“There is also an engraving dating 5 years after the incident that depicts the battle as seen by eye witness accounts. This account can be found at Zurich’s central library as is the engraving, I believe.”

    The engraving is the account. See, what you did there was quote the idea that what the engraving in question shows was a battle of UFOs without actually offering, you know, proof that that’s what it was actually depicting. The Wickiana collection is basically a big series of manuscripts and if you want to say that one of those manuscripts contains an eyewitness account of the incident, you have to point us to the right one. There’s also a slight problem in claiming that recollections of something that happened five years ago are accurate. They’re usually not, especially for dramatic events in which people tend to exaggerate. A big meteor shower recalled years later could easily become a UFO battle or a clash between invisible dragons, or whatnot. What about the Gazette of the Town of Nuremberg and the fact that it doesn’t seem to exist?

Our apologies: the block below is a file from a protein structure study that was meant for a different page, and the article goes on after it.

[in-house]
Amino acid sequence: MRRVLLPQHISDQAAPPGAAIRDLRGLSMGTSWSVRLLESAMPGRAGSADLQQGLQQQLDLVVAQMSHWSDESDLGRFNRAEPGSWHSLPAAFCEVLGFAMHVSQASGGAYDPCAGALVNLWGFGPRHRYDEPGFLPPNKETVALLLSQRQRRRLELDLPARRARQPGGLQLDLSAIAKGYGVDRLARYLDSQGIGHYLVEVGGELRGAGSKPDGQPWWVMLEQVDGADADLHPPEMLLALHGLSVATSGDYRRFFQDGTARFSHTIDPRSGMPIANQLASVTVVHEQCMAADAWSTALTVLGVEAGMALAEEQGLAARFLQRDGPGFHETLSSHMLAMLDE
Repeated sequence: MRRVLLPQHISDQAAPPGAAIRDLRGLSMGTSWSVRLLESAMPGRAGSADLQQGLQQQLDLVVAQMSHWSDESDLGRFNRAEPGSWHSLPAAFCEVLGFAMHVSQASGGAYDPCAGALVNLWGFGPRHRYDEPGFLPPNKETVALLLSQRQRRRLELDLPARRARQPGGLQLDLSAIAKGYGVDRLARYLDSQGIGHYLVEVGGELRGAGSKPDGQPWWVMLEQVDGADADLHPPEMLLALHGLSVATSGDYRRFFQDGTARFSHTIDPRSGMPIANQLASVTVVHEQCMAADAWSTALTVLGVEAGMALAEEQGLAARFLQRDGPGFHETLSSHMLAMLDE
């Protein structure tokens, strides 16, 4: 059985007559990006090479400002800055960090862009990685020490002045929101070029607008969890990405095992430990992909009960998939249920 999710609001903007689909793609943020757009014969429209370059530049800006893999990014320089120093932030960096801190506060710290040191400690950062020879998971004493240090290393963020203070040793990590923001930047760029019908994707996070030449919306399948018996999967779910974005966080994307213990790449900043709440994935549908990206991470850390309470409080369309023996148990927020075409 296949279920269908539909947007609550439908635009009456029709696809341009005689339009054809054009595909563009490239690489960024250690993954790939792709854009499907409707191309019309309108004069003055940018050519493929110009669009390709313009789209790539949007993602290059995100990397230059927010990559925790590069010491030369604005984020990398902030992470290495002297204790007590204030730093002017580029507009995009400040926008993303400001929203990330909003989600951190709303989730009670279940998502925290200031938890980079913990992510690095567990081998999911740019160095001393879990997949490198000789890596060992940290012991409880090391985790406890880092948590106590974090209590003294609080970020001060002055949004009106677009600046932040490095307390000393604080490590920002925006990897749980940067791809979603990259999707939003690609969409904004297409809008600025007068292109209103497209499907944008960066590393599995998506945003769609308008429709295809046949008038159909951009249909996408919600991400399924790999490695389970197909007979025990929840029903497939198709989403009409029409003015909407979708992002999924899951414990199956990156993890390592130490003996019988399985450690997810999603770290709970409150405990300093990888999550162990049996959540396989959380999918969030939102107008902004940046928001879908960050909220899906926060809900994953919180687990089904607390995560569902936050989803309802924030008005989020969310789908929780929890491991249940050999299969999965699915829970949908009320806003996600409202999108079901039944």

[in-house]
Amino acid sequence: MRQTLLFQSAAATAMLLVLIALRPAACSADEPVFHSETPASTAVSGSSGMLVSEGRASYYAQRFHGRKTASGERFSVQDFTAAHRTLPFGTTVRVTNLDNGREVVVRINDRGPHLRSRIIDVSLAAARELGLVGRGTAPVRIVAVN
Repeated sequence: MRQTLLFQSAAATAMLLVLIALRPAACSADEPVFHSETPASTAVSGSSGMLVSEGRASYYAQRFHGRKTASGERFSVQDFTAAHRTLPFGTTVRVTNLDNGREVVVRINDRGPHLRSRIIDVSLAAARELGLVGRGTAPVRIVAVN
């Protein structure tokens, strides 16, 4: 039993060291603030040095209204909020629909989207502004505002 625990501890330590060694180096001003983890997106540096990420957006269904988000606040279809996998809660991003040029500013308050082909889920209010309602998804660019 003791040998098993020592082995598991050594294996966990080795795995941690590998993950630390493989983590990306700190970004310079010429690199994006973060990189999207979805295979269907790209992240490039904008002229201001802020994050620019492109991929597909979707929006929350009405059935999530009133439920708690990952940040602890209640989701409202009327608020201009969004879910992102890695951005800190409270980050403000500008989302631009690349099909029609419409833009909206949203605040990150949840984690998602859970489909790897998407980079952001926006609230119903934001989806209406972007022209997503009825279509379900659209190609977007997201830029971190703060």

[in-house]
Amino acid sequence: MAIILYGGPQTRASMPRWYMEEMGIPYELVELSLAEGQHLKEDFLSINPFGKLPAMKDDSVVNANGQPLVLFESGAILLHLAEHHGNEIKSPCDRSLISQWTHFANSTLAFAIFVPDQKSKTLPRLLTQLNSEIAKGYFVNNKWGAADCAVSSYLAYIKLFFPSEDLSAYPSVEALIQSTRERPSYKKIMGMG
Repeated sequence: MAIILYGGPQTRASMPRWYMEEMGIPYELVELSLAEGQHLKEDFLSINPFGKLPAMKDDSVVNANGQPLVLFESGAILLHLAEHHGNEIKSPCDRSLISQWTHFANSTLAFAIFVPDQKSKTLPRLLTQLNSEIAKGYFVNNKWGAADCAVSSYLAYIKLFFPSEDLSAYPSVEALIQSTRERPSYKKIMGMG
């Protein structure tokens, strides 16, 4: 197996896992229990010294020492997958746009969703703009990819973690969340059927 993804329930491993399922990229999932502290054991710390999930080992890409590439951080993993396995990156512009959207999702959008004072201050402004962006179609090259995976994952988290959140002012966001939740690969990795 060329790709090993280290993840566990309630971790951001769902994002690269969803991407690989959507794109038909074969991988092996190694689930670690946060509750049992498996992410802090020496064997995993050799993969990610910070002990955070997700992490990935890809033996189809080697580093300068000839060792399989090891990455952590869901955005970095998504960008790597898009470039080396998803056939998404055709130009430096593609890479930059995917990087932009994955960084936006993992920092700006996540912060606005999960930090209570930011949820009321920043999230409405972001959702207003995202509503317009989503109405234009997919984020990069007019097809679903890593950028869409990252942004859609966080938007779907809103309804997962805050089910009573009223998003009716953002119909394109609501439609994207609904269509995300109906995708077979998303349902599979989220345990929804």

“Oh and that nonsense about this being bad information being spread on the internet, that is a load of crap. Nobody even knew about that account until they saw it on multiple TV shows in the last decade or so.”

    Erm… if you do a little checking on the dates, you’ll find that it’s in the last decade or so that multiple UFO sites started posting this account. Documentaries which show it are merely using this anecdote to build up a case for the UFOlogists before they show why it doesn’t add up in the end. Unless of course you’d like to tell us that this information is actually not on the web, or that everything you see on TV is trustworthy and if you find an old clip predating UFO websites posting this image and account, that means it’s now a completely true and irrefutable story.

    “I’m a researcher and writer that lives by those words.”

    Let me guess, a PhD in Investigative Web Surfing, University of Google? Is this where you learned your groundbreaking technique of examining facts by quoting the very first link you come upon and then beating your chest about fact checking?

  • Eric Marks